As of press time, an expected date of completion has not been released for the Piezoelectric Pendulum Bridge.


Margot Krasojević completed her architectural education at the Architectural Association School of Architecture and University College London. She worked with Zaha Hadid Architects and was lead undergraduate and masters studio director, investigating digital and sustainable design programs at UCL, University of Greenwich, and University of Washington. She then opened a multidisciplinary architectural design studio focusing on integrating environmental issues, renewable energy, and sustainability as part of the design process.

Krasojević is currently working on projects in Asia, where she is integrating and harnessing renewable energy as part of a buildings service infrastructure. She is also designing hydroelectric homes and hotels, which redefine how not only tourism but everyday rituals are affected. Krasojević is investigating hempcrete as a sustainable and carbon-negative building material in her project for Catalonia’s Cannabis agricultural farm design.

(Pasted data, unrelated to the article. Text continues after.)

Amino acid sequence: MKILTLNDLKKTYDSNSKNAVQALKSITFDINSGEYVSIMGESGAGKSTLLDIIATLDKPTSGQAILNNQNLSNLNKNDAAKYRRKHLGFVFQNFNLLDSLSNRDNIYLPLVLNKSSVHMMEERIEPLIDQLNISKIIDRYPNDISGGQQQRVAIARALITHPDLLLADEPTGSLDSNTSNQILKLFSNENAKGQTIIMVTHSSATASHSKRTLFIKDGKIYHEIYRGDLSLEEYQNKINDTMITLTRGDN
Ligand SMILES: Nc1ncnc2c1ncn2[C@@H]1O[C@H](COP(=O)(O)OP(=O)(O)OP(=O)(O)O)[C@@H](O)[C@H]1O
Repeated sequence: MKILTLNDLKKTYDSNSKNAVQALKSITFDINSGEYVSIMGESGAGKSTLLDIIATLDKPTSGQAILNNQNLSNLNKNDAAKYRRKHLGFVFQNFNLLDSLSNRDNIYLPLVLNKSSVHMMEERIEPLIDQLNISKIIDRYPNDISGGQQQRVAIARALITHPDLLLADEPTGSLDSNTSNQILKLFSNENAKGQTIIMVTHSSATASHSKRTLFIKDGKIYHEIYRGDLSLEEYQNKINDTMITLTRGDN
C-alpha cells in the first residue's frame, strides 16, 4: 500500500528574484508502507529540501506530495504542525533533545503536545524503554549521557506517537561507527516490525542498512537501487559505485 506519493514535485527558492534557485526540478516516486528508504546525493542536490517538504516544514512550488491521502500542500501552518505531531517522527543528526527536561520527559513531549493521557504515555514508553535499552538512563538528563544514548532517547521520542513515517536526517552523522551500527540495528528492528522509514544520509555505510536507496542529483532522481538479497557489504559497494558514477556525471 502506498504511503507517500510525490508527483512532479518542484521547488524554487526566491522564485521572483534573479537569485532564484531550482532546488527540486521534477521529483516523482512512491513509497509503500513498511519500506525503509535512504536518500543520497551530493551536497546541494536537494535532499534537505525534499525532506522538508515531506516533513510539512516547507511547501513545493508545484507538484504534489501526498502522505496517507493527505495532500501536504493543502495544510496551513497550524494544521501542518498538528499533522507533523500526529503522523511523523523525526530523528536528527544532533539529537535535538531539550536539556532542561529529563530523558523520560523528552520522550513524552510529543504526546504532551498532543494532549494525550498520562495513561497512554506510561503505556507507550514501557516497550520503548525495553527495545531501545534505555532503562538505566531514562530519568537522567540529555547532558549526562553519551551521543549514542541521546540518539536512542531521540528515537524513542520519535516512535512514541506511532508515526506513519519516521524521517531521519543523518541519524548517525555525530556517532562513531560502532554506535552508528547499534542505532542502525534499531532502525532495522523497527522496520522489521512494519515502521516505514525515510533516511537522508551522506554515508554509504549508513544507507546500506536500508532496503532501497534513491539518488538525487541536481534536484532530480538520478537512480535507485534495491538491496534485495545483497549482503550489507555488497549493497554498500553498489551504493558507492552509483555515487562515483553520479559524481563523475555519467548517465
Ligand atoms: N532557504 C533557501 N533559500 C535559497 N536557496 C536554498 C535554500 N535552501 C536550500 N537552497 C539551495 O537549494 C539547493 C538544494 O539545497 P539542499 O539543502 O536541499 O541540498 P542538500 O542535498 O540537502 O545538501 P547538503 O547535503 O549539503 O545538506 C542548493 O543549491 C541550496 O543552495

Krasojević won the 2018 LEAF Award for “Best Future Building – Under Construction and Drawing Board” for her Self-Excavation Hurricane House in Louisiana. Her Hydroelectric House design is a permanent exhibit at The Futurium in Berlin, Germany. She was nominated for the Energy Globe awards 2020 and her Turbine hotel is part of a TV documentary by RAUM Films in Austria.